Growing up in Miami, Mark DeMaria looked forward to hurricane season like other kids looked forward to baseball season, except of course for the danger. “It was an exciting environment, even though it could be bad,” he said.
This early and frequent exposure to hurricanes tickled DeMaria’s “weather gene,” prompting him to make the study of severe weather and wind speed a lifelong pursuit. Today, DeMaria, a branch chief at the National Oceanic and Atmospheric Administration’s (NOAA) Center for Satellite Applications and Research, is considered one of the nation’s top minds in the field of storm forecasting.
During a stellar government career of almost three decades, DeMaria has pioneered numerous hurricane and wind speed prediction models that have become the bedrock for the nation’s weather forecasters. The results from the models he created are regularly used by private and governmental planners to help make critical decisions about evacuations and other preparations for severe weather events, helping protect billions of dollars in property and save thousands of lives.
“In my view, Dr. DeMaria has contributed more to improving hurricane forecasting through applied research than anyone of this generation,” said Ed Rappaport, deputy director of the National Hurricane Center.
DeMaria’s initial work dates back to 1987, when he developed a model still in operation that led to improved forecasts for hurricane tracking. DeMaria then tackled the more complicated problems of analyzing and forecasting hurricane formation and intensity change, leading to an innovative new forecasting approach in 1993.
He followed with breakthroughs on how hurricanes decay after landfall and the forecasting of rapid storm intensification. He helped pioneer the use of microwave sounders to determine hurricane strength and structure, and made use of data from satellites, as well as analysis of lightning and oceanic heat content, to improve hurricane intensity forecasts.
In addition, DeMaria developed a hurricane wind speed probability product that calculates the likelihood that an area will experience hurricane or gale force winds when a storm makes landfall.
“One could argue that researchers typically publish and make incremental improvements that help society, but DeMaria’s unique and practical approach has resulted in his work being directly used in forecast centers,” said John Knaff, a NOAA meteorologist.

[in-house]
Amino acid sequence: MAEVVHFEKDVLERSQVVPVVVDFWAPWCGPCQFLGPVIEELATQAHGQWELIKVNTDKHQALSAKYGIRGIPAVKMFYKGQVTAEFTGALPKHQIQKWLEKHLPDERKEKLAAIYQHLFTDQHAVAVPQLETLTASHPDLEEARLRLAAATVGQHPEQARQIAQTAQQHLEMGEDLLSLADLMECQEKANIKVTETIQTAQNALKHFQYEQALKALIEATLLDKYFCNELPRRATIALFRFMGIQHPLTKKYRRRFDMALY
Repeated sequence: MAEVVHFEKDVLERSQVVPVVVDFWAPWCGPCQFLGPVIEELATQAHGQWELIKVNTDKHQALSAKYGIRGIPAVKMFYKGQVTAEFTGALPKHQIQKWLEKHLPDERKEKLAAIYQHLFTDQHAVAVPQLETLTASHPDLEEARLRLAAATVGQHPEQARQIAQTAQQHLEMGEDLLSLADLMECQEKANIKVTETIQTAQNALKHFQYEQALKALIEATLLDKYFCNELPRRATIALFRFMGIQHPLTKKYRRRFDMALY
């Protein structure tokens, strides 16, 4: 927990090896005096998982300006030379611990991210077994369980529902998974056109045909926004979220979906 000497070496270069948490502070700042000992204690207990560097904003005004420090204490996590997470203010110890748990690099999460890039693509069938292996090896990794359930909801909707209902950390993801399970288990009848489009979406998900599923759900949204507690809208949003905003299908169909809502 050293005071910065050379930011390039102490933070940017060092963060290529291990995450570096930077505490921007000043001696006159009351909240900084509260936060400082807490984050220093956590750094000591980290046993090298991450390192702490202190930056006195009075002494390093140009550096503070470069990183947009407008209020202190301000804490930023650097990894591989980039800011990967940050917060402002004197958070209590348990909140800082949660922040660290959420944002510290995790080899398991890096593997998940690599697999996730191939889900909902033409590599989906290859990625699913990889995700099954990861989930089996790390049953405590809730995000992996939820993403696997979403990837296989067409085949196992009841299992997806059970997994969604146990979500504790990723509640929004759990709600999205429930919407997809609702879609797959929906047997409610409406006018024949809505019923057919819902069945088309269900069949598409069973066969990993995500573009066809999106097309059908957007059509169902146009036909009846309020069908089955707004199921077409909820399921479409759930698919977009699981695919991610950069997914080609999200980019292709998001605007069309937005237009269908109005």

Frank Marks, director of the NOAA Hurricane Research Division, said DeMaria’s work has been “invaluable” and is “the basis for all of the National Hurricane Center’s forecasts.”
“A lot of us make contributions with breakthrough science, but Mark takes research and applies it in a practical way,” said Francis.
DeMaria’s advancements have been used by forecasters during all major storms, including Hurricane Sandy in 2012. Rappaport said DeMaria’s model provided information during Sandy regarding “which locations would experience hurricane or gale force winds and when the hurricane would make landfall.”
“This allowed emergency responders to make plans and gave businesses an idea of whether or not to close,” he said.
DeMaria said he is most proud of creating the Statistical Hurricane Intensity Prediction Scheme which combined a series of earlier approaches into a computer model that surpassed all others in its ability to forecast storm intensity change. “Our approach was not in the mainstream, but we’ve proven it by our results,” DeMaria said.
He said forecasting storm intensity is “the Holy Grail in tropical meteorology,” adding that work in this area is still evolving.
Even with all of his accomplishments, DeMaria is hardly finished. His next generation work includes thegeostationary lightning mapper, which aims to quantify what lightning can tell us about storm intensification, and the Hurricane Forecast Improvement Project, which seeks to improve hurricane forecasting even more.
Knaff said DeMaria is “always developing something” and “continues to find new applications to make things better.”
Greg Holland, a senior scientist at the University Corporation for Atmospheric Research in Australia, said even after three decades, DeMaria remains “a leading-edge researcher who continues to operationalize science to meet needs.
“He is highly regarded and has maintained his reputation on both the academic and the operational side. This is highly unusual and very difficult to do,” said Holland.
DeMaria said working for the government has put him on the frontlines, and provided an opportunity to explore the science in great depth and translate his findings into tools that help protect the public.
“I have always been interested in weather. I am really lucky that I get to work on something I love every day,” said DeMaria. “Even if this wasn’t my job, I’d be doing it anyway.”